SC seeks reply from Sebi on JAL officials’ petition

Mar 22 2013, 01:32 IST
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SummarySebi had alleged that the trading was done during the period when UPSI was in existence and Vaid being an insider was privy to it.

The Supreme Court on Thursday issued a notice to the Securities and Exchange Board of India on the petitions filed by Jaiprakash Associates Ltd’s (JAL) top officials against the sectoral tribunal’s order, which had held them guilty of insider trading.

A Bench led by Justice S S Nijjar sought reply from Sebi on two appeals filed by Harish K Vaid, the company secretary, and the compliance officer and SD Nailwal, whole-time director of JAL, who have sought for setting aside the tribunal’s adverse order, including penalty of Rs 20 lakh imposed on each of them.

While the Securities Appellate Tribunal (SAT) had in October last year exonerated JAL’s executive chairman Manoj Gaur and his family from charges of insider trading, it had upheld the Sebi’s order against Vaid and Nailwal over alleged violation of insider trading norms under the Sebi (prohibition of insider trading) regulations, 1992.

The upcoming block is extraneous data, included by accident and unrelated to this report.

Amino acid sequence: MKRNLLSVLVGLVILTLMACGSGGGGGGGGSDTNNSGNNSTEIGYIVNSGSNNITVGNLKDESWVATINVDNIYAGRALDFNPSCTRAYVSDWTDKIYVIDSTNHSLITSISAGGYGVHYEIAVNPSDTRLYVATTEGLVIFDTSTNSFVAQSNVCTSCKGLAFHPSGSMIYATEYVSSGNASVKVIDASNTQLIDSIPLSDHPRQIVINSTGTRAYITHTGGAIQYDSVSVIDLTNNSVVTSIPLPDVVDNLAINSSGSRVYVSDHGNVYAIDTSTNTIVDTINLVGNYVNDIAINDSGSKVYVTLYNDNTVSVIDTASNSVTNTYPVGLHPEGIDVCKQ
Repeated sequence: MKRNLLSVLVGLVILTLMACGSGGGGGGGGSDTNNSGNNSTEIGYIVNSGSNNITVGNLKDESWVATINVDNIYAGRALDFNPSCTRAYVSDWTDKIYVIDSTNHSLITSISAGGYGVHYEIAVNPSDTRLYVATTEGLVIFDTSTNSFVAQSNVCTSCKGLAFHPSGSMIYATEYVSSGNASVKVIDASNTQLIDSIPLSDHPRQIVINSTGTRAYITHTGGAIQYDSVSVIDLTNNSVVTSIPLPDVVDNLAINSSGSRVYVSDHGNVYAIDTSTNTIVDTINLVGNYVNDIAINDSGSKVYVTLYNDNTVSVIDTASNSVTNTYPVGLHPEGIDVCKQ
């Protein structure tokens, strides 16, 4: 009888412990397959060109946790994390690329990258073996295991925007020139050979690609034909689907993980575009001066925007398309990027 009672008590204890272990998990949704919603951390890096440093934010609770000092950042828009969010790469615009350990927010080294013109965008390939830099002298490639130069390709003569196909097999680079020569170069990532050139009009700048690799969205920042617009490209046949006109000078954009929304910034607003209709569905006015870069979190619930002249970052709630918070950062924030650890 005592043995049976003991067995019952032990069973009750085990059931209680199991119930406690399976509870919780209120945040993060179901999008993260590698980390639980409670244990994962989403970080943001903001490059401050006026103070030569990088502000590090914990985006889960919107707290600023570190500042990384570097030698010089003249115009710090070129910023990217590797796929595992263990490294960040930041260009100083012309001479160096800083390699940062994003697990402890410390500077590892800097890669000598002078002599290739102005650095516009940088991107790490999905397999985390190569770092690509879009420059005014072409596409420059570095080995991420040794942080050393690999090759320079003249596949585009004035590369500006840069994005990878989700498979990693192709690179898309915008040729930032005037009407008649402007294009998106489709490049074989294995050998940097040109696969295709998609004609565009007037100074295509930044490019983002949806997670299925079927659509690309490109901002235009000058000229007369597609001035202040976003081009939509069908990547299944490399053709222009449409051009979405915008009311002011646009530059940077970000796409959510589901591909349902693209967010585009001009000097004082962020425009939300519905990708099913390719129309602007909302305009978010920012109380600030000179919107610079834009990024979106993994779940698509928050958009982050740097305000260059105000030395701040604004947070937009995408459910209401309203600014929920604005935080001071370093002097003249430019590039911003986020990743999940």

Sebi’s order in January had made two separate charges on Vaid — as an officer of JAL and as the so called ‘karta’ of Harish K Vaid, a Hindu Undivided Family, which was holding 2,675 shares of the company and booked a profit of Rs 2,216 through trading.

Senior counsel PS Patwalia, appearing for the officials, argued that keeping in view the quantum of shares purchased, the penalty imposed by the board was excessive and the official had not derived any benefit as there was no sale of shares based on unpublished price-sensitive information (UPSI).

He further contended that “I (Vaid) am only a company secretary and the owners have been let off as the quantum was small.” However, this did not find favour with Justice Nijjar, who observed that it was about “what you were doing. It’s not the amount.”

SAT had also observed that although the quantum of profit booked out of the alleged trades was small, Vaid had violated the insider trading norms as he was privy to price-sensitive information.

Nailwal was involved in the consolidation of financial results of the company and the preparation of agenda for the board’s meeting to consider proposed interim dividend and the rights issue. He had traded in the company stock by taking advantages of the UPSI, SAT said.

Sebi had alleged that the trading was done during the period when UPSI was in existence and Vaid being an insider was privy to it.

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